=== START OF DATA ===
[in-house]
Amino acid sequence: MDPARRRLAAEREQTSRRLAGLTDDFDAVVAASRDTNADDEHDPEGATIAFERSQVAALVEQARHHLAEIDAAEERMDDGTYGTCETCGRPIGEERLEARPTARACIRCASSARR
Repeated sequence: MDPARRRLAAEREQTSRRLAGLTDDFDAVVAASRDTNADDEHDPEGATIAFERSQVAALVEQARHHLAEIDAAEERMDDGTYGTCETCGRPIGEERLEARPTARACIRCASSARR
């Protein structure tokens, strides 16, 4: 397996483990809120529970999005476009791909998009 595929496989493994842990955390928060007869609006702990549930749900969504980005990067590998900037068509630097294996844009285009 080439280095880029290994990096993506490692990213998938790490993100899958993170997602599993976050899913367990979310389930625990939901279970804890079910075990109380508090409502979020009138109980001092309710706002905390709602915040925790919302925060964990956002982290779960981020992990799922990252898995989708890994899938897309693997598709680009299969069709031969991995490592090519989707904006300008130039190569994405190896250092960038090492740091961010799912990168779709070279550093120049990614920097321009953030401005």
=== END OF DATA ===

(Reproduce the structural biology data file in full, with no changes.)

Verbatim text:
[in-house]
Amino acid sequence: MDPARRRLAAEREQTSRRLAGLTDDFDAVVAASRDTNADDEHDPEGATIAFERSQVAALVEQARHHLAEIDAAEERMDDGTYGTCETCGRPIGEERLEARPTARACIRCASSARR
Repeated sequence: MDPARRRLAAEREQTSRRLAGLTDDFDAVVAASRDTNADDEHDPEGATIAFERSQVAALVEQARHHLAEIDAAEERMDDGTYGTCETCGRPIGEERLEARPTARACIRCASSARR
């Protein structure tokens, strides 16, 4: 397996483990809120529970999005476009791909998009 595929496989493994842990955390928060007869609006702990549930749900969504980005990067590998900037068509630097294996844009285009 080439280095880029290994990096993506490692990213998938790490993100899958993170997602599993976050899913367990979310389930625990939901279970804890079910075990109380508090409502979020009138109980001092309710706002905390709602915040925790919302925060964990956002982290779960981020992990799922990252898995989708890994899938897309693997598709680009299969069709031969991995490592090519989707904006300008130039190569994405190896250092960038090492740091961010799912990168779709070279550093120049990614920097321009953030401005």